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The million dollar Insurance Commissioner question

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About a month ago, when offered “The Good, the Bad and the Interesting” of the applicants for the next Insurance Commissioner, we highlighted the legal requirements for the job.

They’re high … on purpose.

HB 3, passed in Special Session E in 2002, implemented a 1998 constitutional amendment that merged the jobs of Comptroller and Treasurer into the Chief Financial Officer position, shrinking the number of statewide elected officials serving on the Cabinet. The Offices of Financial Regulation and Insurance Regulation would now be led by appointees — nominated and approved by the Cabinet — and requiring the concurrence of both the Governor and the CFO.

It was at a time, not too different from the present, where both positions were filled by strong leaders, then-Governor Jeb Bush and then-CFO Tom Gallagher.

The legislation required that any political appointee have five years relevant private or public sector experience. The intent was to depoliticize these positions by making them appointed, requiring a super-duper vote by the Cabinet, and also by creating a high bar of qualifications for consideration, preventing any “fix” or purely political favor.

As also pointed out last month, many of the applicants did not meet the legal hurdle for the job of Insurance Commissioner. Last week, Nancy Smith of the Sunshine State news picked up on that in “How will Scott’s insurance pick [JeffBragg survive scrutiny?”

As Smith correctly pointed out: “in the public sector, the applicant must be a senior official at the state or federal level regulating companies or agents. Bragg was a senior official in Washington at the Terrorism Risk Insurance Program (TRIP). However, despite his assurance before the Cabinet (“I regulated the program,” he said) TRIP itself doesn’t regulate anybody or anything. Insurance executives insist TRIP operates basically as the Florida CAT fund does.”

Smith reached out to the Cabinet members and got a variety of slightly dodgy answers about Bragg’s qualifications — except the Governor’s office, who did a complete dodge.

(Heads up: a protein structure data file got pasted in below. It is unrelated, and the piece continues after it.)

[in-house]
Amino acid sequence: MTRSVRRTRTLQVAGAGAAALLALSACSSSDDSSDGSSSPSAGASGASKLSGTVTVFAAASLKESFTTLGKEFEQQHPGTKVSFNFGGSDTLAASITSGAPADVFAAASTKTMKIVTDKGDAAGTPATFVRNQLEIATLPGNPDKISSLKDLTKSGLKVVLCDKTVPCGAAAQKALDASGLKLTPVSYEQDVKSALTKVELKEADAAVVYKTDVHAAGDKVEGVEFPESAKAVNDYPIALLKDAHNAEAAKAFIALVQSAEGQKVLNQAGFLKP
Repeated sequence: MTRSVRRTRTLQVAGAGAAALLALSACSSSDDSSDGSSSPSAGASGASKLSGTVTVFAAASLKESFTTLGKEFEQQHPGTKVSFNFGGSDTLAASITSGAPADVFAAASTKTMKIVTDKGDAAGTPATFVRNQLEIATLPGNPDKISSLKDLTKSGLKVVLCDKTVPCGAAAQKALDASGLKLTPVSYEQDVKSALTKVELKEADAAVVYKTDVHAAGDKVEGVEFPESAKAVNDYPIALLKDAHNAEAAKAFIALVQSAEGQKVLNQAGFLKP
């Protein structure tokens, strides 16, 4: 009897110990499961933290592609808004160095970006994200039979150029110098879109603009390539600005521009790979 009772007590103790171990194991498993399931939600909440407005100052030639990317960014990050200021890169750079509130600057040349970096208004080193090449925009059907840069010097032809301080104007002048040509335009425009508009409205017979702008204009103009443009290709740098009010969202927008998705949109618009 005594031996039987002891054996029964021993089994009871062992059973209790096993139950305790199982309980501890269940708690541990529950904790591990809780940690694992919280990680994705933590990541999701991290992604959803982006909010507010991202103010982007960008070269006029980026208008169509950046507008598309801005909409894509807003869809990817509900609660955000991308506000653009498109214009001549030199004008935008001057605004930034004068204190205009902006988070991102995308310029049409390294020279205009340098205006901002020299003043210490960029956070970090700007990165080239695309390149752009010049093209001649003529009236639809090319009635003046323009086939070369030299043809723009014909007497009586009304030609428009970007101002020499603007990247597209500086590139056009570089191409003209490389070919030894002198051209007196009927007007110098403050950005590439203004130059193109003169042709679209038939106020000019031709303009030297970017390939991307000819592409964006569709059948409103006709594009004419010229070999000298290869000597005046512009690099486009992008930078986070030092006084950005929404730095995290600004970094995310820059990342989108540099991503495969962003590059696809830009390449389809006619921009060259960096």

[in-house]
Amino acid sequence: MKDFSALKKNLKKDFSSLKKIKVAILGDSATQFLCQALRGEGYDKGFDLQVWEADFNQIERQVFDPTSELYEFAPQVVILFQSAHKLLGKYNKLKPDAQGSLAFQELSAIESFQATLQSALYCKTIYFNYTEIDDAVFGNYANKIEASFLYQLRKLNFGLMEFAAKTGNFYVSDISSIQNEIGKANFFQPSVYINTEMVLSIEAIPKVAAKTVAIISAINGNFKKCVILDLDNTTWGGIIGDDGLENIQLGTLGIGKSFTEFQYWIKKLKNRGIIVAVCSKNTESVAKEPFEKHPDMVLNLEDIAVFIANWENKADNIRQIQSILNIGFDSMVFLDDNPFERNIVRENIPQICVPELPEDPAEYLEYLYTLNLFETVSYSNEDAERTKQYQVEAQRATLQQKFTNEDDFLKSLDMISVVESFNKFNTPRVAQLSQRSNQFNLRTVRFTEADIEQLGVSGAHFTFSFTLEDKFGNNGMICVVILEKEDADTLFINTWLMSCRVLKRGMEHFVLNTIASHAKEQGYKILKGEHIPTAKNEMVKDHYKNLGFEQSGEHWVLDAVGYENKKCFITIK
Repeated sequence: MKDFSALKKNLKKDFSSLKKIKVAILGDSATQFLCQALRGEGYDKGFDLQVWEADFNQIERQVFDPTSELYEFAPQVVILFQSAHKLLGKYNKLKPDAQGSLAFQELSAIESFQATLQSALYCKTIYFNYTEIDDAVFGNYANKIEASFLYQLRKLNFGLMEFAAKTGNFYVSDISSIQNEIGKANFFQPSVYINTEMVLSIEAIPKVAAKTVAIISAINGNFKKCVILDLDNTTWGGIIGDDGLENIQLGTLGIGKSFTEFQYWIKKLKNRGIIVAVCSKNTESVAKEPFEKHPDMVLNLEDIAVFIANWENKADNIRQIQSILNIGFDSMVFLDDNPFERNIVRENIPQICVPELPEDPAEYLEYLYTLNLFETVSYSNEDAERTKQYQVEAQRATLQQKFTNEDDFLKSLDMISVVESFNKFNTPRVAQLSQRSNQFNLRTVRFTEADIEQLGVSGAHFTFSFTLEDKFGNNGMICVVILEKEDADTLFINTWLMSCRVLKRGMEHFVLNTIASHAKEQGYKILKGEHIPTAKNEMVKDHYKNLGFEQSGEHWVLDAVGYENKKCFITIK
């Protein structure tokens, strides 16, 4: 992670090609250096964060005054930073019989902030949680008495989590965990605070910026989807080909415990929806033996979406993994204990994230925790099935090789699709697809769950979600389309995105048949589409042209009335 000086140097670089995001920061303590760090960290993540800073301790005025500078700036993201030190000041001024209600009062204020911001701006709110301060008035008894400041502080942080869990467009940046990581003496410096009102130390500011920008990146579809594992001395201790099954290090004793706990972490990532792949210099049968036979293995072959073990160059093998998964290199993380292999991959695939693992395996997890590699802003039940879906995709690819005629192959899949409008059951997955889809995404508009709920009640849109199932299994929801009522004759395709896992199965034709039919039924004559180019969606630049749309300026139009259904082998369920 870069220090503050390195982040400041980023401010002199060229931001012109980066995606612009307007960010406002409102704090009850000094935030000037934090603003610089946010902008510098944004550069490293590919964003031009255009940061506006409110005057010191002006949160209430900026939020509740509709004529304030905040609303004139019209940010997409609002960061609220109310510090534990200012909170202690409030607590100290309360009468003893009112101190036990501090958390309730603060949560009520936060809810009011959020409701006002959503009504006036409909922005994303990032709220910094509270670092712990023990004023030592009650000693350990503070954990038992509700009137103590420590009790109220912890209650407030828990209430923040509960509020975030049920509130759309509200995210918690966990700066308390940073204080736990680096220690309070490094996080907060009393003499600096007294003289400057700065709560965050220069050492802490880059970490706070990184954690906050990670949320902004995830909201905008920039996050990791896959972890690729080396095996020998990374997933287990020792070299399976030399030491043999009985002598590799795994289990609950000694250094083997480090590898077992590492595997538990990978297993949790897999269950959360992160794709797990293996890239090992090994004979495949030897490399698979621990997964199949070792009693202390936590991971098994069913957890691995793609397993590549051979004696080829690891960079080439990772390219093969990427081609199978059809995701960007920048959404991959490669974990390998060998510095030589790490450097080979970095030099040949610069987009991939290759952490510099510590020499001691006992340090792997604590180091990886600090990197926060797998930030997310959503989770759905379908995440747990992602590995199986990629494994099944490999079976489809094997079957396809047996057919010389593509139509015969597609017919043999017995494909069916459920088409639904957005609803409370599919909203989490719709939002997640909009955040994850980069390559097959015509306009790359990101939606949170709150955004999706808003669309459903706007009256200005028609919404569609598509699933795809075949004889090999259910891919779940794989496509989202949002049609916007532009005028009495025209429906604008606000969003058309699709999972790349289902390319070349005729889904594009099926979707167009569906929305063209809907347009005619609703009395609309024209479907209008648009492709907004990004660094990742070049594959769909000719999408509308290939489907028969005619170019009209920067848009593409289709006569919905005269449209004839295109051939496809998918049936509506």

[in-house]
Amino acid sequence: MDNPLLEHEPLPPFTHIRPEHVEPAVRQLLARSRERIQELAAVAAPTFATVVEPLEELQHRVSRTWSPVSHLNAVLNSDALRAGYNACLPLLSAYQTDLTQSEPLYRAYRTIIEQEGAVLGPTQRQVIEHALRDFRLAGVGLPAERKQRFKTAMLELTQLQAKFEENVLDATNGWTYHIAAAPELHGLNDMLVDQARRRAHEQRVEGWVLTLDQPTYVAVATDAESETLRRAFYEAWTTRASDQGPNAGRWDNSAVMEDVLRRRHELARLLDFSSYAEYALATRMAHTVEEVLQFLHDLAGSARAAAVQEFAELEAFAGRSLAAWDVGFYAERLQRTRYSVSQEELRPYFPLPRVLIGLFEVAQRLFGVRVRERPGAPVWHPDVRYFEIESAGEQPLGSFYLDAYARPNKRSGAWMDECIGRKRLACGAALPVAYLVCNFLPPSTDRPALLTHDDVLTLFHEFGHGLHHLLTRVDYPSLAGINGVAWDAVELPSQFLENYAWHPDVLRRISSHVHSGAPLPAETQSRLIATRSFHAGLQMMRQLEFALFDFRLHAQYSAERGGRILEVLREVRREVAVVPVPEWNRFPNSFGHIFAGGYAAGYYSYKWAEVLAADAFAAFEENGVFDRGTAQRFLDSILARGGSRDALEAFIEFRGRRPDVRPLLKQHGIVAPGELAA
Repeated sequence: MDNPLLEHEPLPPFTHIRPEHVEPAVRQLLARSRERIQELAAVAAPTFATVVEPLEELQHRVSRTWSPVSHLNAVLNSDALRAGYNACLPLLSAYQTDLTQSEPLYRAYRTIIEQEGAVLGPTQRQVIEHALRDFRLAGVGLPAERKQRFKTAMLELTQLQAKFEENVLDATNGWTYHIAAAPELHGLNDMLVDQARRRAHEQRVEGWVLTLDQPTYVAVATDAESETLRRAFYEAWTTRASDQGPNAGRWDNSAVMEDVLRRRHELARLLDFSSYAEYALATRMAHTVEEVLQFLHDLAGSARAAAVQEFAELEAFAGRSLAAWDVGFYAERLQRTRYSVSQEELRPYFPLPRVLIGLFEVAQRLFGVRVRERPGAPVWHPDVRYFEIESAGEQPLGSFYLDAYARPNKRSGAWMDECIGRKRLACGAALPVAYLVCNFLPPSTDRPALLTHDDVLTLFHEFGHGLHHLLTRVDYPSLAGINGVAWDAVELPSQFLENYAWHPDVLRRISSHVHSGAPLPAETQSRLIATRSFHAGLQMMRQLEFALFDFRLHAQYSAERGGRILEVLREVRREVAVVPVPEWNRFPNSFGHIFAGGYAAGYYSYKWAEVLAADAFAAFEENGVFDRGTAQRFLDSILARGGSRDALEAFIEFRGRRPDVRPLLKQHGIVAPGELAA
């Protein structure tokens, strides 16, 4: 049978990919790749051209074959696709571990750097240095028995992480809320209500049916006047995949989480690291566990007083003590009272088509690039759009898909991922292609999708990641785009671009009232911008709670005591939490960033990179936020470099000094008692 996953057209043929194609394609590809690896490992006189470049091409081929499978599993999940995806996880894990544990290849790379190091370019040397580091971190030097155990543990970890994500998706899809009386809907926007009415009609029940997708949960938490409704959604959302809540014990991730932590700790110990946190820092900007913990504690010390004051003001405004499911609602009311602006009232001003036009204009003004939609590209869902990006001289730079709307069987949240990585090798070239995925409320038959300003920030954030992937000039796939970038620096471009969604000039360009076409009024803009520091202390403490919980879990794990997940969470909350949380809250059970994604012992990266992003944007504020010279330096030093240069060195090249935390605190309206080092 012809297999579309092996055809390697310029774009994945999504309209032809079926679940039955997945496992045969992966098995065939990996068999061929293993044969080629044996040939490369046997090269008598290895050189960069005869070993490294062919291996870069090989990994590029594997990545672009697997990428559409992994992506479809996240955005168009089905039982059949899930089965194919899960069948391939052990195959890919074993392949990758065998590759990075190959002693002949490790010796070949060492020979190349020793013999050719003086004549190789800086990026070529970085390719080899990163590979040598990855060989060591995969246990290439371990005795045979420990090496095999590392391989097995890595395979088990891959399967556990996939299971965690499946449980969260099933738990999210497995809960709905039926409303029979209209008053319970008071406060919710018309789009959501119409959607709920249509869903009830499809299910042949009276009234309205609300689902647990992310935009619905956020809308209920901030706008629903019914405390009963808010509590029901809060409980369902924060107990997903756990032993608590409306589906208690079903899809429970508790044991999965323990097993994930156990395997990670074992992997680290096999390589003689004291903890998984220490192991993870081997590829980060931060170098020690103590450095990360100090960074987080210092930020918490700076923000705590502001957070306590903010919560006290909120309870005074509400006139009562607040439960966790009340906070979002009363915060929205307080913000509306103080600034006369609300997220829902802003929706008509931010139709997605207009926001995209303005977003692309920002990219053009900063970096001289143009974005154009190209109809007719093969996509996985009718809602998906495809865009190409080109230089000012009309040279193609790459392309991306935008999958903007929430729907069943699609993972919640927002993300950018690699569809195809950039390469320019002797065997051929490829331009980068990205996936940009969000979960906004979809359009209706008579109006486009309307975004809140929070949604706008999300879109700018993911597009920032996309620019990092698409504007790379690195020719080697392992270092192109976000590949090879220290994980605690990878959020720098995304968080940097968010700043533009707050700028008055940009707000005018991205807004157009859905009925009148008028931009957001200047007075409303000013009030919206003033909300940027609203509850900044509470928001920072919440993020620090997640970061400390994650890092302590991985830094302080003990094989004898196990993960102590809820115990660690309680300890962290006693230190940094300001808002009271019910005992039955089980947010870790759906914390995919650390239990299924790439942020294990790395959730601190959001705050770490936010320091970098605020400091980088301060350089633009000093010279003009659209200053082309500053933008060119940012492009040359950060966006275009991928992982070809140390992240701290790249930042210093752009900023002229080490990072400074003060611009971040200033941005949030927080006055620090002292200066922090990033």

Presumably, state Rep. Bill Hager‘s work at his expert witness insurance practice qualifies as full-time private sector employment, which he outlined in an addendum to his application.

Despite the noticeable difference in caliber between Bragg and Hager, as evidenced during their interviews — a subject I touched upon in March — as well as the Governor’s inexplicable behavior following the interviews, the real million dollar question is this: What happens if the Cabinet appoints a legally unqualified person? Can it actually happen? Would that person’s actions have the force of law? Would the legal issues surrounding a potential Commissioner Bragg mire his authority?

Smith’s article also insinuates that Scott is trying to pull exactly the kind of fix that HB 3-E was supposed to prevent.

While the palace intrigue of the appointment process after the Gerald Bailey scandal has been at an all-time high, the theater of the interviews and public statements (or lack thereof) regarding the final two candidates is enough to rival Hamlet in the minds of many Tallahassee insiders. At the very least, this topic is at least worth a response from the Governor’s Office, if they are, in fact, continuing to push Bragg.

With Pam Bondi and Jeff Atwater continuing to flex their Cabinet muscle in support of Hager, the only unknown is Adam Putnam. Will he finally show his cards?

Peter Schorsch is the President of Extensive Enterprises and is the publisher of some of Florida’s most influential new media websites, including,,, and Sunburn, the morning read of what’s hot in Florida politics. SaintPetersBlog has for three years running been ranked by the Washington Post as the best state-based blog in Florida. In addition to his publishing efforts, Peter is a political consultant to several of the state’s largest governmental affairs and public relations firms. Peter lives in St. Petersburg with his wife, Michelle, and their daughter, Ella.

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